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Coffins - The Other Side of Blasphemy

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Artist: Coffins

Album: The Other Side of Blasphemy

Label: 20 Buck Spin

Review date: Nov. 12, 2006

There are plenty of bands posturing for chief casualty in the category of meth’d out trucker blues. They come forth wearing beards as long and filthy as the skid marks in their shorts, blackened hands detuning pawn shop specials until a few raps with a skull ring can nearly produce a riff smelling vaguely of Tom G. Warrior. Yet, the riff remains unclear, poorly formed and entirely artificial. Japan’s Coffins understand influence. They harness it so that it becomes an end in itself rather than another dreary and fabricated means to an end.

When Coffins guitarist/vocalist Uchino plugs in, he plays towards nothing so much as the very fucking end: Earth’s molten core, seas of fire that dare to cease into one great phallic tree of scorched black magma; plate shifting, fault felling divergence. That’s goddamned guitar tone. Uchino growls and grunts and rakes his fingers over six filth-covered strings. Koreeda brings the Mick Harris back-up screech and plumbs the depths with his bass, strings strung so loosely they hang from the neck like a Jersey cow’s heavy-veined pink teats. Drummer You sends his skins and brass in like the scum filled surf, frothy with salt and heavy with the stench of oil choked fish.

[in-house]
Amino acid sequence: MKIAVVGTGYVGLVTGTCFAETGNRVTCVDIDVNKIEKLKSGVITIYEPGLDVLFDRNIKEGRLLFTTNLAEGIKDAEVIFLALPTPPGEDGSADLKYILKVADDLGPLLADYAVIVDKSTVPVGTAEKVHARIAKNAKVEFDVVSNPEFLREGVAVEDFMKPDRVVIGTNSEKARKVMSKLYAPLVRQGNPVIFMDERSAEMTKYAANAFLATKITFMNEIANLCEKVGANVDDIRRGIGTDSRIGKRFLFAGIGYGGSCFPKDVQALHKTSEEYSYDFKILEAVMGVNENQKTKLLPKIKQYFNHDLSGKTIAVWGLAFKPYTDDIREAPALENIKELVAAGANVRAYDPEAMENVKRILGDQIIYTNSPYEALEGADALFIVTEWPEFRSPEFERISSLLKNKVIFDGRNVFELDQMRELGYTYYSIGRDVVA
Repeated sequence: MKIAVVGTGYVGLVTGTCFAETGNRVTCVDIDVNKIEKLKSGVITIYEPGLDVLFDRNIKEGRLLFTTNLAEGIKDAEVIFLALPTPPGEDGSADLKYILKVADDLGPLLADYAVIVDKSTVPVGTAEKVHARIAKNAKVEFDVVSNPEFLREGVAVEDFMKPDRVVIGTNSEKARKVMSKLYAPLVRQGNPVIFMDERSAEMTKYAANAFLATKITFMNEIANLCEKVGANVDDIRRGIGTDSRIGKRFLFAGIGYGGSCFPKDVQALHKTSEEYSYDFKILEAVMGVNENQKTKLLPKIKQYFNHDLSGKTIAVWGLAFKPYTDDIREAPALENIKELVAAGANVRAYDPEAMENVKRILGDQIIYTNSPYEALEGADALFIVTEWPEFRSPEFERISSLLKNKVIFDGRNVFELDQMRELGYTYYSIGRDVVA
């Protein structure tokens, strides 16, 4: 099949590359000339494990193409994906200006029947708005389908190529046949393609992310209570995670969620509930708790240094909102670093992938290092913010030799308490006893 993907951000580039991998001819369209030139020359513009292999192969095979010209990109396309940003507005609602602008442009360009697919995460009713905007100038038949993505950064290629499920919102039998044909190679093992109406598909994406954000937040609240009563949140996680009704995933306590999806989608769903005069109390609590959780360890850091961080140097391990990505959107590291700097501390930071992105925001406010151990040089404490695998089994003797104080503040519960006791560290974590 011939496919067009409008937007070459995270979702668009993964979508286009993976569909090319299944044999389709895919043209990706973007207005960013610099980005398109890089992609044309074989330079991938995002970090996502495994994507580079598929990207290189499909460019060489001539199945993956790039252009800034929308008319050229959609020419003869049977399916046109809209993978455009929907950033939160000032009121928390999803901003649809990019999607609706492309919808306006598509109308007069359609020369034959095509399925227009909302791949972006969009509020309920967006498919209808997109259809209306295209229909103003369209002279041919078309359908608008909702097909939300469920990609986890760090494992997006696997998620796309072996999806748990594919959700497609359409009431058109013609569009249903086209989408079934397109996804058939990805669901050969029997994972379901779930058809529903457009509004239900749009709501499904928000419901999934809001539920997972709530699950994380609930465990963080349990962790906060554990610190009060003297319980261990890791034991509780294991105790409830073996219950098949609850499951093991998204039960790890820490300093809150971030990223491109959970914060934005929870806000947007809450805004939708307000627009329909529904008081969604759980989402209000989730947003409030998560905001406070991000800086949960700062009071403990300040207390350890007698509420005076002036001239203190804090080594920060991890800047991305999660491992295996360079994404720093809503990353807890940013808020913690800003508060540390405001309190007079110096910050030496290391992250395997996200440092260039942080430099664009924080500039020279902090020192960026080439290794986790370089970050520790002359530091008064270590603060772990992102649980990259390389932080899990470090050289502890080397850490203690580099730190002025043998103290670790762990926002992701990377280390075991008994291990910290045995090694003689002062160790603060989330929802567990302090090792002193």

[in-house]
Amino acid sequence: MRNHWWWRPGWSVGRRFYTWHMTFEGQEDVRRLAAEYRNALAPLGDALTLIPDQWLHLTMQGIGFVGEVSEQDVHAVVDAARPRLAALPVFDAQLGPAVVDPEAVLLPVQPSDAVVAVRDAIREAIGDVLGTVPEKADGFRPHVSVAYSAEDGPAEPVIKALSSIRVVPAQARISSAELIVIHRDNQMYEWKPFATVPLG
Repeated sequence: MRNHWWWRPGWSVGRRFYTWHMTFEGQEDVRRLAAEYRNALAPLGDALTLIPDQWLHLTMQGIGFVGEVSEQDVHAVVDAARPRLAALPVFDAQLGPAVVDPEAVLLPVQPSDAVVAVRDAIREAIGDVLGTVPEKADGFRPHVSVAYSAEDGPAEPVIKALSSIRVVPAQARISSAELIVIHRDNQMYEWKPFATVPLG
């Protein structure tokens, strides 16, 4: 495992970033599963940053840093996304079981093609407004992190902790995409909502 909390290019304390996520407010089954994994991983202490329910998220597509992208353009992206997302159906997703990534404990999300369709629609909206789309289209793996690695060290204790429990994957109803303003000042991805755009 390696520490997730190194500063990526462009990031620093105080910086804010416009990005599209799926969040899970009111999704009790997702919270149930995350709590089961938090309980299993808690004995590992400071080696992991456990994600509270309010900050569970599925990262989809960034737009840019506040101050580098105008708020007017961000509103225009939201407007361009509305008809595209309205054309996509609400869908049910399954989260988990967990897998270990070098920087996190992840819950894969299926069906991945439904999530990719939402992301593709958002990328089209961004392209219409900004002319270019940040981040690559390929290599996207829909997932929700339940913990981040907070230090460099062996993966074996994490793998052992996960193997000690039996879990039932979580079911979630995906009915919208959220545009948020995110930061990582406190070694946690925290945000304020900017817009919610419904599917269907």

Despite line-up changes and some brief flirts with the long distance sludge more typical of Corrupted, Coffins has maintained its vision of staunchly linear metal. Yes, the style draws equally from Hellhammer and G.B.H. – the sort of trashy chug that sounds more like a construction site’s earth movers and 18-wheelers, commandeered by a fetid lot geeked-out on NoDoz and 60 ounce Joes. Guitar, bass, drums, cymbals and voice all work perfectly together, bending, rolling: 100-year-old trees torn down over time by lulling, yawing wind. And when Coffins lapses into slo-mo, they do it with extreme prejudice, lowering Doom Metal’s limbo bar just millimeters from the cigarette-butt filled floors.

By Stewart Voegtlin

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